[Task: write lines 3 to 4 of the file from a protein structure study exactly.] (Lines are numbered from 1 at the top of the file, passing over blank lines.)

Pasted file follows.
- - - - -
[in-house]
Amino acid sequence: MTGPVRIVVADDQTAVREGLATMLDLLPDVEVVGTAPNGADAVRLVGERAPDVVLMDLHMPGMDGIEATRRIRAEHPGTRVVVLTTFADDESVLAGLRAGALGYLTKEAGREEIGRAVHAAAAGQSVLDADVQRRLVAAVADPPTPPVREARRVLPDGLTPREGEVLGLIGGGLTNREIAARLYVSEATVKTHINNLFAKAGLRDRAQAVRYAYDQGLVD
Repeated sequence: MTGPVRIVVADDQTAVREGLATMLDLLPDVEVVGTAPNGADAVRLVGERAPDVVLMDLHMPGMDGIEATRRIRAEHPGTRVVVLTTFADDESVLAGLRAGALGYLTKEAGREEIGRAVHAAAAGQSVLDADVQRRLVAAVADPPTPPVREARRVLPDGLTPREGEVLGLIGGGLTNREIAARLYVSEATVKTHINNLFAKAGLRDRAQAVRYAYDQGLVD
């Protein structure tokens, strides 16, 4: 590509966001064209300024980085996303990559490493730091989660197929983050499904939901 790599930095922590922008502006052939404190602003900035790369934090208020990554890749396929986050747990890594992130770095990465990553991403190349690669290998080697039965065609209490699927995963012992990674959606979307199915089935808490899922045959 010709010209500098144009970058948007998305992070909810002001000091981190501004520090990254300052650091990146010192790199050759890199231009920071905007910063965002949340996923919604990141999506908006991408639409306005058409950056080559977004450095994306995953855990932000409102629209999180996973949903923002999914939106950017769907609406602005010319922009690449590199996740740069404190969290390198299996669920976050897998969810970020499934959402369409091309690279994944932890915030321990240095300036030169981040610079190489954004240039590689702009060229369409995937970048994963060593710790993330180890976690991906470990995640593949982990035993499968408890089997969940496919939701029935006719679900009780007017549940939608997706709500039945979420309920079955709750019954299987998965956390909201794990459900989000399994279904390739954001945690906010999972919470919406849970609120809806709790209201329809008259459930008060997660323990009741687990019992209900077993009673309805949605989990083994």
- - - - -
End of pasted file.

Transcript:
Repeated sequence: MTGPVRIVVADDQTAVREGLATMLDLLPDVEVVGTAPNGADAVRLVGERAPDVVLMDLHMPGMDGIEATRRIRAEHPGTRVVVLTTFADDESVLAGLRAGALGYLTKEAGREEIGRAVHAAAAGQSVLDADVQRRLVAAVADPPTPPVREARRVLPDGLTPREGEVLGLIGGGLTNREIAARLYVSEATVKTHINNLFAKAGLRDRAQAVRYAYDQGLVD
């Protein structure tokens, strides 16, 4: 590509966001064209300024980085996303990559490493730091989660197929983050499904939901 790599930095922590922008502006052939404190602003900035790369934090208020990554890749396929986050747990890594992130770095990465990553991403190349690669290998080697039965065609209490699927995963012992990674959606979307199915089935808490899922045959 010709010209500098144009970058948007998305992070909810002001000091981190501004520090990254300052650091990146010192790199050759890199231009920071905007910063965002949340996923919604990141999506908006991408639409306005058409950056080559977004450095994306995953855990932000409102629209999180996973949903923002999914939106950017769907609406602005010319922009690449590199996740740069404190969290390198299996669920976050897998969810970020499934959402369409091309690279994944932890915030321990240095300036030169981040610079190489954004240039590689702009060229369409995937970048994963060593710790993330180890976690991906470990995640593949982990035993499968408890089997969940496919939701029935006719679900009780007017549940939608997706709500039945979420309920079955709750019954299987998965956390909201794990459900989000399994279904390739954001945690906010999972919470919406849970609120809806709790209201329809008259459930008060997660323990009741687990019992209900077993009673309805949605989990083994």